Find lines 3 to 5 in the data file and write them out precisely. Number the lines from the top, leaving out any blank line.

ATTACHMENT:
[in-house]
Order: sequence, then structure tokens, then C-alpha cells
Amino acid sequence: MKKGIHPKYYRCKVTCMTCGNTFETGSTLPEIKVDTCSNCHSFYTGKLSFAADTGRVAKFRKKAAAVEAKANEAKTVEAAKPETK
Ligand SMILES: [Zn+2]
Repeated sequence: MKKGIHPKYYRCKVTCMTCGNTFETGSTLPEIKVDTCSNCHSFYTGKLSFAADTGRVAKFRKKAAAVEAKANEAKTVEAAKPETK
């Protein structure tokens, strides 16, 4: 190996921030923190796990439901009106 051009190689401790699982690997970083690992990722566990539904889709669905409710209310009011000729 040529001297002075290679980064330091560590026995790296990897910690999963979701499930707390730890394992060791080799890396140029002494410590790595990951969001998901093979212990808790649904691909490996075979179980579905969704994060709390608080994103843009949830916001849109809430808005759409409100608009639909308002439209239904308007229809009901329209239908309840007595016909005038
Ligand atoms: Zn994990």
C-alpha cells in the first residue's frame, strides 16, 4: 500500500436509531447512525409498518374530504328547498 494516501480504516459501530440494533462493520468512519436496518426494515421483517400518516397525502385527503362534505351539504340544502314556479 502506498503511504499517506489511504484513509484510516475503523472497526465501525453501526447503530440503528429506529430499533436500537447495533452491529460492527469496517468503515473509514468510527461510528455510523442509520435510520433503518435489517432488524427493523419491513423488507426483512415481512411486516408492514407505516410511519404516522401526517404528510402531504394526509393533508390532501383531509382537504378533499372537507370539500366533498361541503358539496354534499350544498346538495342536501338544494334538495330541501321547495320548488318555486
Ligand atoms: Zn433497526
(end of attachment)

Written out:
Amino acid sequence: MKKGIHPKYYRCKVTCMTCGNTFETGSTLPEIKVDTCSNCHSFYTGKLSFAADTGRVAKFRKKAAAVEAKANEAKTVEAAKPETK
Ligand SMILES: [Zn+2]
Repeated sequence: MKKGIHPKYYRCKVTCMTCGNTFETGSTLPEIKVDTCSNCHSFYTGKLSFAADTGRVAKFRKKAAAVEAKANEAKTVEAAKPETK